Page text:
Tuesday, April 27, 2004

Why I believe in God: The Trinity

The Trinity is one of the most difficult Christian concepts to understand, and I think many would-be believers give up when they cannot wrap their minds around it. When I was very young, the Trinity bothered me. As a teenager, I simply decided it was one of those things that man couldn't comprehend, so why worry about it? I was having more serious crises of faith anyway. It wasn't until recently, within the last five years, that I've taken a close look at the Trinity again. To say that I've probed its depths would be hubris of the first order, but I've finally seen beyond the surface to begin to comprehend its meaning. Once you get past the surface, so many of the Bible's more esoteric sayings begin to make sense, and the very nature of God becomes clearer. My investigations have reaffirmed my faith by showing me that once again, God is deeper than I thought.

I adapted the following from an article on MIT GCF's Skeptics Anonymous webpage, which I co-authored with Susan Kern and Cynthia Lo:

Christians believe that the three persons of the Trinity are all one God. Deuteronomy 6:4 states, "Hear, O Israel! The Lord is our God, the Lord is one!" He is a super-person, so to speak, His nature being so much more complex than our own that we cannot describe Him as a single "person." The doctrine of the trinity is perhaps the most difficult and perplexing to explain, since we are trying to describe the nature of the infinite God, which finite human beings are incapable of comprehending.

The term trinity describes a relationship not of three gods, but of one God who is three persons. Trinity does not mean tritheism, that is, that there are three beings who together are God, but the word trinity is used in an effort to define the fullness of the Godhead both in terms of His unity and diversity. The term trinity is never used explicitly in Scripture, but the concept is there from the beginning and specific passages such as Matthew 28:19, "baptizing them in the name [singular] of the Father and the Son and the Holy Spirit", refer explicitly to there being three "persons". All three persons of the trinity make an appearance at Jesus's baptism, as recorded in Mark 1:10-11, "As Jesus was coming up out of the water, he saw heaven being torn open and the Spirit descending on him like a dove. And a voice came from heaven: 'You are my Son, whom I love; with you I am well pleased.'" The "he" who saw this may be either Jesus or John the Baptist, who later testified about this event (John 1:32-34).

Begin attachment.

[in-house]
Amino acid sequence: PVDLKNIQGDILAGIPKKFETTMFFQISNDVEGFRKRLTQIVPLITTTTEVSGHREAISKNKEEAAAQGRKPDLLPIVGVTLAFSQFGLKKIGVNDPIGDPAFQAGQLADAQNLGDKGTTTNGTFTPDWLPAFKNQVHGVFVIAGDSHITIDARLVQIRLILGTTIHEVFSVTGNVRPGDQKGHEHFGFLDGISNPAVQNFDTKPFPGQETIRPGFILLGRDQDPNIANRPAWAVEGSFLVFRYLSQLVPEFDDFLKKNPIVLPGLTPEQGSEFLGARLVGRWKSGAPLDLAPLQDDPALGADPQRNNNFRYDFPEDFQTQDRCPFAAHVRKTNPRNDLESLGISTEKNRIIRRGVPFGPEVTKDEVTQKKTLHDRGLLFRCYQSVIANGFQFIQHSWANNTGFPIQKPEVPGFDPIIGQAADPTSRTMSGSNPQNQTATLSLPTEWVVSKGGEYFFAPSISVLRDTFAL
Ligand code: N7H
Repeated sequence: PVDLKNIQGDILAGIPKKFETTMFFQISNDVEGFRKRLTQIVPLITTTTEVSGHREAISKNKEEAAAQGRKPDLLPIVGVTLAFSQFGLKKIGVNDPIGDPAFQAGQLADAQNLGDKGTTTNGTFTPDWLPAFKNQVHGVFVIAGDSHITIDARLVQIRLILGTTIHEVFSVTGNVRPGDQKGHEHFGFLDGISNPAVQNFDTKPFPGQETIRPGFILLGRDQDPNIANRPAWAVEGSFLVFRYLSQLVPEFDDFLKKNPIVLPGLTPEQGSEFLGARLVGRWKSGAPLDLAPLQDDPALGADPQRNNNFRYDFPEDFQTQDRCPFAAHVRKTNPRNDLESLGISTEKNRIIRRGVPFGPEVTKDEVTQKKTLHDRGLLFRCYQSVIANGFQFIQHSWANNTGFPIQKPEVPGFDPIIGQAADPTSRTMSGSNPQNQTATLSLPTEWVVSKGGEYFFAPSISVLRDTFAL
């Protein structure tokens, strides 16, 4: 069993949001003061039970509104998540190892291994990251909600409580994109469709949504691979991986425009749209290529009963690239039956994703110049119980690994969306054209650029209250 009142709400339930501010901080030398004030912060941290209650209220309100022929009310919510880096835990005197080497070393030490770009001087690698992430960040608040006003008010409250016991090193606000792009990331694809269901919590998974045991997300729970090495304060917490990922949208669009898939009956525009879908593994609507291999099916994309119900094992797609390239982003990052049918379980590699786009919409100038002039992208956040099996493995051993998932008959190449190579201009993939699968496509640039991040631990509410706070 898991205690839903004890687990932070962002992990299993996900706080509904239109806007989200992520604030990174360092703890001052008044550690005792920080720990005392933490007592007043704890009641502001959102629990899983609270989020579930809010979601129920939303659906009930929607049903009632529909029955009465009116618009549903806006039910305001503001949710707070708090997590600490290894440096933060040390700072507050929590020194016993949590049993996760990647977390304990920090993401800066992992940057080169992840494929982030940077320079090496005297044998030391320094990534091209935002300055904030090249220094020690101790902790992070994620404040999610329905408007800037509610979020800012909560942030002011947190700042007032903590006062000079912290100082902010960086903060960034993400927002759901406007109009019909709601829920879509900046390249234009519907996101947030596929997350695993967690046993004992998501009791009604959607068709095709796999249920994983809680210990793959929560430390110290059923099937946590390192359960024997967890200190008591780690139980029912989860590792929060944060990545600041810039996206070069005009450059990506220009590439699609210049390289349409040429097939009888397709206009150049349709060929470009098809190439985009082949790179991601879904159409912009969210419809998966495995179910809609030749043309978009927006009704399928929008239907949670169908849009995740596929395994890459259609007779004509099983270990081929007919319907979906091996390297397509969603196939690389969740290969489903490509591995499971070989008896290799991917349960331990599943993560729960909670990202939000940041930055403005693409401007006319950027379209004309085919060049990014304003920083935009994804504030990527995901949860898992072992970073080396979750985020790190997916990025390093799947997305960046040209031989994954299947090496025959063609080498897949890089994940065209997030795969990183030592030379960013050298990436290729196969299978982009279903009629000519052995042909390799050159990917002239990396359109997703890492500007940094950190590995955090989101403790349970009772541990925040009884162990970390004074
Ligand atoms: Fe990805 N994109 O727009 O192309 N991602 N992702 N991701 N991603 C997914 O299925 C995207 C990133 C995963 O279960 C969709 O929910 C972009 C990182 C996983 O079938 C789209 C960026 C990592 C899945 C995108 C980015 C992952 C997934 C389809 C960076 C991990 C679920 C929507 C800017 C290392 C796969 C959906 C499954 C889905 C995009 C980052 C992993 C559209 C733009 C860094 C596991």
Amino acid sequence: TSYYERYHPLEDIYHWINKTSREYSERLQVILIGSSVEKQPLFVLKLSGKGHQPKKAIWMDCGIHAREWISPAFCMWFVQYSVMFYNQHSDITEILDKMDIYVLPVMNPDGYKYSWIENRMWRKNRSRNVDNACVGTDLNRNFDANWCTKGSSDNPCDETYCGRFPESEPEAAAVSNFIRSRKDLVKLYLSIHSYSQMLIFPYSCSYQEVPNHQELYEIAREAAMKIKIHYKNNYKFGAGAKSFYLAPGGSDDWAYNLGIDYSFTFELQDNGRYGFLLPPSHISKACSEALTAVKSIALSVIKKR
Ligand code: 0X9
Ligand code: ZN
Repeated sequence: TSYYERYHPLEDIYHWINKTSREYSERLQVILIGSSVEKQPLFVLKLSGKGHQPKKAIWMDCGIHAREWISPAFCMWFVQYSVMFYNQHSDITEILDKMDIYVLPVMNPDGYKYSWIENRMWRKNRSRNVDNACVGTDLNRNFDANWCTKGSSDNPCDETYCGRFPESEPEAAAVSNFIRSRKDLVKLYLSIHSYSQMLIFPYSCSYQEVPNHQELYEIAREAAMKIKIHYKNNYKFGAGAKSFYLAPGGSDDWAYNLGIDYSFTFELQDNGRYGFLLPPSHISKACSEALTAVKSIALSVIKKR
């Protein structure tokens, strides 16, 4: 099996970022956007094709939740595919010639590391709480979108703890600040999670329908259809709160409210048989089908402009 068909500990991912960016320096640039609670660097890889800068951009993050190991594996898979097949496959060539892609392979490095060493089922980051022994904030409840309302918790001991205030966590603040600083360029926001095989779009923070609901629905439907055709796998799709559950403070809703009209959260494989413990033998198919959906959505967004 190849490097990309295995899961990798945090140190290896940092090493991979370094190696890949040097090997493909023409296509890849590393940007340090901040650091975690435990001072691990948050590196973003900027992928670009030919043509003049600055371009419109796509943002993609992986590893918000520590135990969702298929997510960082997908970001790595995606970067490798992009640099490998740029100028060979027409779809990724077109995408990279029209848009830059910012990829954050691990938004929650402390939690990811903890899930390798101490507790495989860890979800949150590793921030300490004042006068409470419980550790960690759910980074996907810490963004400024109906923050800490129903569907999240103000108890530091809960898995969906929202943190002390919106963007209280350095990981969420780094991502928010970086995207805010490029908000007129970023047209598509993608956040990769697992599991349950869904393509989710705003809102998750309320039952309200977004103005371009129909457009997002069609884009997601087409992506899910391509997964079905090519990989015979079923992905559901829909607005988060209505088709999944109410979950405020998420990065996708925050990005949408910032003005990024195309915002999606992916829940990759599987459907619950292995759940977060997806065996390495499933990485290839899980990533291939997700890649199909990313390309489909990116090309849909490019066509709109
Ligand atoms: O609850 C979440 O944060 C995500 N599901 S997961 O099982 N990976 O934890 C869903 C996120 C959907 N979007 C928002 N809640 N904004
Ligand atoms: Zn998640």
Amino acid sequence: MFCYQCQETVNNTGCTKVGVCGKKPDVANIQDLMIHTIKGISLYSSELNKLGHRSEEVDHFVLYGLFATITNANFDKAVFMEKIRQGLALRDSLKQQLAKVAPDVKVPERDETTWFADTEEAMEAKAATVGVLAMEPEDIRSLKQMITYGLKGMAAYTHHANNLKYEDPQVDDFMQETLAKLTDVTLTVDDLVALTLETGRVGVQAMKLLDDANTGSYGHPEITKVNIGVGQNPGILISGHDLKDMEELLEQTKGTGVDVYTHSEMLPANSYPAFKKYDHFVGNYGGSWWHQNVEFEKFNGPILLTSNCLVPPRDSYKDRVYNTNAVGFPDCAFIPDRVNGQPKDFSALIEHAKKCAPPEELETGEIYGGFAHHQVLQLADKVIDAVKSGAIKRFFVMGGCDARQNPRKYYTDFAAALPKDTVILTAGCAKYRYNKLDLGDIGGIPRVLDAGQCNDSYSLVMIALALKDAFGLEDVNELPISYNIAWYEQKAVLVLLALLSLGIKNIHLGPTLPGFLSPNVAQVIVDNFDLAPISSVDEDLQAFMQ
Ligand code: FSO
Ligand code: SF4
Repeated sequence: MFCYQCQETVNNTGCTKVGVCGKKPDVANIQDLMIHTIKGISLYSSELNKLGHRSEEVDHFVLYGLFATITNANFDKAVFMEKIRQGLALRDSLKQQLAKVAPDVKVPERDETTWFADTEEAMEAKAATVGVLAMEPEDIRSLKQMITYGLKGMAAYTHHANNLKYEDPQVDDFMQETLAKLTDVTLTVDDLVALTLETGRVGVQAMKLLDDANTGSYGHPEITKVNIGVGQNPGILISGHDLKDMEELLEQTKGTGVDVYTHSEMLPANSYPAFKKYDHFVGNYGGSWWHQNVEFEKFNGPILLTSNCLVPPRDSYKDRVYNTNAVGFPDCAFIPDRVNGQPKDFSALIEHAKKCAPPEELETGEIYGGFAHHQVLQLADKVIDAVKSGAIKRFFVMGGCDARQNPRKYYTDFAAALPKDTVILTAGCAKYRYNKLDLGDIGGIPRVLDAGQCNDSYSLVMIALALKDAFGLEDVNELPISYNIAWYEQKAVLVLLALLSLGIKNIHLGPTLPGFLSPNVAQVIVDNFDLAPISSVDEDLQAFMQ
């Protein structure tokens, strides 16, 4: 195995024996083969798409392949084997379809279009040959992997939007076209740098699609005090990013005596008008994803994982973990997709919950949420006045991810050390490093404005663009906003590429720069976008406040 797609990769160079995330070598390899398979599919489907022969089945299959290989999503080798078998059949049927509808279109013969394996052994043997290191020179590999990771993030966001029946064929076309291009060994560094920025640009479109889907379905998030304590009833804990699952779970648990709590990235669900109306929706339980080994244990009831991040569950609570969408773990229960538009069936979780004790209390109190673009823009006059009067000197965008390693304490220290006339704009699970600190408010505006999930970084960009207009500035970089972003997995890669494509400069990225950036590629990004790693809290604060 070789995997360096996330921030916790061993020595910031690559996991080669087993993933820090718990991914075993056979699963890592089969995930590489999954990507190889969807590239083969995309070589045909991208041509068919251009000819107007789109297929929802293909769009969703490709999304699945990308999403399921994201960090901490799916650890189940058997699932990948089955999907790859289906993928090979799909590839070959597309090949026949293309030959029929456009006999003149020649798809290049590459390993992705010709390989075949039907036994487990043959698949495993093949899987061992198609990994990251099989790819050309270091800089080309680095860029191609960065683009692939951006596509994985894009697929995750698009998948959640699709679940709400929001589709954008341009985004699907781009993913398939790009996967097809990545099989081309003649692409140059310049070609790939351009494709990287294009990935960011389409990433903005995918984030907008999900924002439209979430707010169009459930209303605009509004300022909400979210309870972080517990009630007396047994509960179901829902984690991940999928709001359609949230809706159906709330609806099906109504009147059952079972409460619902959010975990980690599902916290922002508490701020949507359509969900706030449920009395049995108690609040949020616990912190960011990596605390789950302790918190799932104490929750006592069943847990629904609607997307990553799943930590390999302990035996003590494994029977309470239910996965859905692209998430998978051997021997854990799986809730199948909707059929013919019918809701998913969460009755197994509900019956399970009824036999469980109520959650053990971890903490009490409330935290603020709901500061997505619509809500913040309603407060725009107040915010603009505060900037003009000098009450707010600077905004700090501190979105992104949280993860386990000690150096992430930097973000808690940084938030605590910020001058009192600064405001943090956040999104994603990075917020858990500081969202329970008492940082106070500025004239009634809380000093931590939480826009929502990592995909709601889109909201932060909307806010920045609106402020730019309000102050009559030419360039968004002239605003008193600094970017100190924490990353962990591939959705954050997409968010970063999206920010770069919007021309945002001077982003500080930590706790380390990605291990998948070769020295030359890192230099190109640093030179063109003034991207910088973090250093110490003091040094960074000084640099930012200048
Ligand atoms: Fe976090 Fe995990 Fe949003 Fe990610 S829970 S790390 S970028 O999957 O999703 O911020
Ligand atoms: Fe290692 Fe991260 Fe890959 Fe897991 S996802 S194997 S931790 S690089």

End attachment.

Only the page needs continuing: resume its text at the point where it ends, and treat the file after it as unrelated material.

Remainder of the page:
The church has rejected from the beginning heresies of modalism and tritheism. Modalism is the denial of the distinction of persons within the Godhead, claiming that the Father, the Son and the Holy Spirit are simply three "modes" of God expressing Himself. Tritheism reaches to the other extreme, that of falsely declaring that there are three beings who together make up God. The term "person" does not mean a distinction in essence, but a difference in subsistence. Jesus is different in subsistence from the Father or the Holy Spirit, but he is the same essence in terms of being. The Christian definition of God asserts that the three persons of the Godhead share the same essence, the same co-eternal existence, and the same will, but not the same mind, the same position, the same role, or the same relationship. All the persons in the Godhead have all the attributes of deity.

The trinity does not refer to "parts" of God and, unfortunately, human analogies fall short. An interesting but imperfect analogy may be found in ourselves, however. Human beings are composite creatures. Physically, we are trillions of cells working together to form the body, billions of neurons firing simultaneously to produce thought, two distinct hemispheres of the brain which "think" in different ways. Psychologically, we are a mess of conflicting emotions and ideas, each vying for primacy in our psyche. Spiritually, we are creatures of both soul and body, an uncomfortable mix filled with the strife between the physical and spiritual parts of our nature. Ultimately, one human person has less internal unity than the three persons of the trinity. And yet we never think of ourselves as more than one being.

The following is a traditional explanation for the roles of the three persons of God, taken from C. S. Lewis's Mere Christianity: